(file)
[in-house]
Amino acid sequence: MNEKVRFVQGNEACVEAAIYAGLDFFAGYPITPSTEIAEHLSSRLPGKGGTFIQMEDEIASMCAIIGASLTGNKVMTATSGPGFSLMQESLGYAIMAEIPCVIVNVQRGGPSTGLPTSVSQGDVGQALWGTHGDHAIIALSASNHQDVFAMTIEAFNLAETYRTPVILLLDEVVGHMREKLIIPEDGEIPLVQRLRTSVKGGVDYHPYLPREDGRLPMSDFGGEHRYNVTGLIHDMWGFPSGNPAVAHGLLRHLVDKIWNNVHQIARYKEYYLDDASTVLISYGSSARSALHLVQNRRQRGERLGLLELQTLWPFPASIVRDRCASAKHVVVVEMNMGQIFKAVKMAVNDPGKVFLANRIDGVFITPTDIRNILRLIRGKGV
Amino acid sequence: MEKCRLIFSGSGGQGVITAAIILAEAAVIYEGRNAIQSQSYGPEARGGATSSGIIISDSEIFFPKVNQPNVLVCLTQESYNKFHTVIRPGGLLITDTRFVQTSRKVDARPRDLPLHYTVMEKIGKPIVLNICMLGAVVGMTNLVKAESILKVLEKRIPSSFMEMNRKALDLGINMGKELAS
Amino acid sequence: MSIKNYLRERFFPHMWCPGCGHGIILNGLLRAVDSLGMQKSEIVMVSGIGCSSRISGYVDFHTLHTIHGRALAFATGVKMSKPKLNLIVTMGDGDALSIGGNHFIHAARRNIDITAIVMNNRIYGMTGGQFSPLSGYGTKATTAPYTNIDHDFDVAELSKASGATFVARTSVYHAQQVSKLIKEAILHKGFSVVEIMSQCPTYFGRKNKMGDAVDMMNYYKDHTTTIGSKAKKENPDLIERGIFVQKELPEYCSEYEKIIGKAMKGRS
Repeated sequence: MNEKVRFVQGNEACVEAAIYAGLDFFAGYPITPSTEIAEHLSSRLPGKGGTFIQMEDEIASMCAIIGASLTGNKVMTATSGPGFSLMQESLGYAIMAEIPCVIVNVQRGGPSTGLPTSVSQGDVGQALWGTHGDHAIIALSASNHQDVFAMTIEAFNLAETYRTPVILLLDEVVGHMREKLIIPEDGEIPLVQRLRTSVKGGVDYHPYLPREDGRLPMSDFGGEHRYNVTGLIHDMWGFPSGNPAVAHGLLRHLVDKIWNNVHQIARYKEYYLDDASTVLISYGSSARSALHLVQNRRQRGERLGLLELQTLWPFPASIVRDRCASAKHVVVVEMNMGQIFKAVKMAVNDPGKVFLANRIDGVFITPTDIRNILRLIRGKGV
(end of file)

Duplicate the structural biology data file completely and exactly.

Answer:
[in-house]
Amino acid sequence: MNEKVRFVQGNEACVEAAIYAGLDFFAGYPITPSTEIAEHLSSRLPGKGGTFIQMEDEIASMCAIIGASLTGNKVMTATSGPGFSLMQESLGYAIMAEIPCVIVNVQRGGPSTGLPTSVSQGDVGQALWGTHGDHAIIALSASNHQDVFAMTIEAFNLAETYRTPVILLLDEVVGHMREKLIIPEDGEIPLVQRLRTSVKGGVDYHPYLPREDGRLPMSDFGGEHRYNVTGLIHDMWGFPSGNPAVAHGLLRHLVDKIWNNVHQIARYKEYYLDDASTVLISYGSSARSALHLVQNRRQRGERLGLLELQTLWPFPASIVRDRCASAKHVVVVEMNMGQIFKAVKMAVNDPGKVFLANRIDGVFITPTDIRNILRLIRGKGV
Amino acid sequence: MEKCRLIFSGSGGQGVITAAIILAEAAVIYEGRNAIQSQSYGPEARGGATSSGIIISDSEIFFPKVNQPNVLVCLTQESYNKFHTVIRPGGLLITDTRFVQTSRKVDARPRDLPLHYTVMEKIGKPIVLNICMLGAVVGMTNLVKAESILKVLEKRIPSSFMEMNRKALDLGINMGKELAS
Amino acid sequence: MSIKNYLRERFFPHMWCPGCGHGIILNGLLRAVDSLGMQKSEIVMVSGIGCSSRISGYVDFHTLHTIHGRALAFATGVKMSKPKLNLIVTMGDGDALSIGGNHFIHAARRNIDITAIVMNNRIYGMTGGQFSPLSGYGTKATTAPYTNIDHDFDVAELSKASGATFVARTSVYHAQQVSKLIKEAILHKGFSVVEIMSQCPTYFGRKNKMGDAVDMMNYYKDHTTTIGSKAKKENPDLIERGIFVQKELPEYCSEYEKIIGKAMKGRS
Repeated sequence: MNEKVRFVQGNEACVEAAIYAGLDFFAGYPITPSTEIAEHLSSRLPGKGGTFIQMEDEIASMCAIIGASLTGNKVMTATSGPGFSLMQESLGYAIMAEIPCVIVNVQRGGPSTGLPTSVSQGDVGQALWGTHGDHAIIALSASNHQDVFAMTIEAFNLAETYRTPVILLLDEVVGHMREKLIIPEDGEIPLVQRLRTSVKGGVDYHPYLPREDGRLPMSDFGGEHRYNVTGLIHDMWGFPSGNPAVAHGLLRHLVDKIWNNVHQIARYKEYYLDDASTVLISYGSSARSALHLVQNRRQRGERLGLLELQTLWPFPASIVRDRCASAKHVVVVEMNMGQIFKAVKMAVNDPGKVFLANRIDGVFITPTDIRNILRLIRGKGV